Say you are at the doctors for back pain and you are told that you have functional scoliosis. The imaging shows your spine being tugged out of an easy straight and stacked line. While this can provide some relief knowing how things are presenting, how does this information empower you to take your next steps?
Equally important questions to ask are: Why are the muscles on one side of my spine stuck so short and tight? What effect does this have on my spine and muscles on the opposite side?
Understanding the why, then leads to options for a solution. We would argue that the diagnosis in this case is somewhat unhelpful, without greater understanding of the cause or the offer of solutions.
When we are seeking relief from discomfort, a diagnosis can feed our fears and pigeon hole us into thinking - well this is what I’ve got and I guess I am just going to have to live with it.
You might even think, I am broken and I will never be pain free.
We have worked with many clients with back pain who are told that they better just learn to live with it, that there is nothing they can do. We can cite many cases where a client just like this has come to us seeking relief and after learning some new technique were successfully able to reduce or resolve their pain and get back to the things they enjoy in life.
What about bulged disks? So you get imaging done that shows a bulged disk.
Does this affect how you approach your rehabilitation?
Does this influence your pain body knowing this information?
Does this diagnosis help or harm?
It is interesting to know that “64% of people with no back pain have disk bulges, protrusions, herniations, or disk degeneration, and 38% of those studied had an abnormality at more than one level. This came from a study titled “Magnetic resonance imaging of the lumbar spine in people without back pain” published in the New England Journal of Medicine in July 1994 (Source accessed Jan 13, 2022: https://www.nejm.org/doi/full/10.1056/nejm199407143310201).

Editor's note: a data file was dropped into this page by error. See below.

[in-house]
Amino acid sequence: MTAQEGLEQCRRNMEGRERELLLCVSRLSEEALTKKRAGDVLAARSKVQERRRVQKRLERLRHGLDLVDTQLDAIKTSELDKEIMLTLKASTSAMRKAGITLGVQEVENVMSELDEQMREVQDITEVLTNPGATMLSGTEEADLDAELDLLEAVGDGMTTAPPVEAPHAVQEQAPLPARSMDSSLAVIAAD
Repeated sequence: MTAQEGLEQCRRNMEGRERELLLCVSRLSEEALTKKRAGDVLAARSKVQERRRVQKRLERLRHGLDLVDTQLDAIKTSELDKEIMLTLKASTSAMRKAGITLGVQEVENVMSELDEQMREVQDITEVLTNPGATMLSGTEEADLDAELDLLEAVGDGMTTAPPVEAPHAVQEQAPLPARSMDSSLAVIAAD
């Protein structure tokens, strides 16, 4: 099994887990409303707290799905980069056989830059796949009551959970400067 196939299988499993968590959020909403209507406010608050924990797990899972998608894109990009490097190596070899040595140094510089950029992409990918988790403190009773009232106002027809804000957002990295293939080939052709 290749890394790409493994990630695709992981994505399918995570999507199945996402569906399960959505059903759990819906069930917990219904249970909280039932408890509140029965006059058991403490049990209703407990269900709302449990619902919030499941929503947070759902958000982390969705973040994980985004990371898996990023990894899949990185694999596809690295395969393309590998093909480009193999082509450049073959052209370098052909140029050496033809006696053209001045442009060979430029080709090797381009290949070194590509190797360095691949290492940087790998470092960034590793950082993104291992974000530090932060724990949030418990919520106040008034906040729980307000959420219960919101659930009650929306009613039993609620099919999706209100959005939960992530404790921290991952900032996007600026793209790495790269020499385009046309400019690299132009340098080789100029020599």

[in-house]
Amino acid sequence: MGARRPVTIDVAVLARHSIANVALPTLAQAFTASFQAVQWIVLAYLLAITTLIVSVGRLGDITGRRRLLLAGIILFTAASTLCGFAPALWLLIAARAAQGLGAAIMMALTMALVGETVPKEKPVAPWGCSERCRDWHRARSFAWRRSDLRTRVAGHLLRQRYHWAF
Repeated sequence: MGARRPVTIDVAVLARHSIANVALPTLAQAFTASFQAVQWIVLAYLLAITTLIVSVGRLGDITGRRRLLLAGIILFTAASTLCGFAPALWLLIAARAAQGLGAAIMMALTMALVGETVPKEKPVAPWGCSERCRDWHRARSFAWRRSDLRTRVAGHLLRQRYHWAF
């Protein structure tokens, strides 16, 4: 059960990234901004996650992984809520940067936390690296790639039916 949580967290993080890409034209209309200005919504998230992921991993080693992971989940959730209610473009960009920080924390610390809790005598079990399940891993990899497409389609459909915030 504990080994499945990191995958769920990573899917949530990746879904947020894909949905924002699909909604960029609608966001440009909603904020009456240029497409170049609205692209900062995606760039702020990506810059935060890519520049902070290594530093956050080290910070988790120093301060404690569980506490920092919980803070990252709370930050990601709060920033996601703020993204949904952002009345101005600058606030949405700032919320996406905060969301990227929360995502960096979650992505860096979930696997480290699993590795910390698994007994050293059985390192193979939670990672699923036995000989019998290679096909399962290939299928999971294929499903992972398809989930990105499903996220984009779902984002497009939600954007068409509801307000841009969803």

So while the biomedical model used in modern medicine focuses on finding structural causes in order to “fix” them, “in the case of chronic pain the biomedical model often hurts more than it helps .” (Gordon, Alan and Ziv, Alan. The Way Out. New York, Avery, 2021). “But there’s a downside to these medical diagnoses. They reinforce the idea that there’s something (structurally) wrong with your body, even if there isn’t.”
When there is nothing structurally wrong that can be found, that is when the pain is considered neuroplastic and MOST chronic pain is neuroplastic.
“Sometimes the pain switch in our brain’s can get stuck in the on position which causes chronic pain. We call this neuroplastic pain.” (pg. 5 Gordon, Alan and Ziv, Alan. The Way Out. New York, Avery, 2021.)
“Neuroplastic pain is a fundamentally different kind of pain. It’s pain that has gotten stuck because our brain has learned it too well. The good news is that just as your brain can learn pain, it can unlearn it.“
The important point to take away is that if a definitive diagnosis is helpful and provides ease because you know what is going on - then great, and so is the absence of a diagnosis, because this means that the pain is neuroplastic (in your brain).
Either way, there is so much you can do to progress well.
You can change your pain.
You can re-educate your muscles and you can move and feel better in your body. That is if you take control and apply the appropriate tools and techniques.
We hope you will stick with us, and stay tuned for our upcoming launch of a new life changing program!
For freedom of movement,
Carrie & Nicole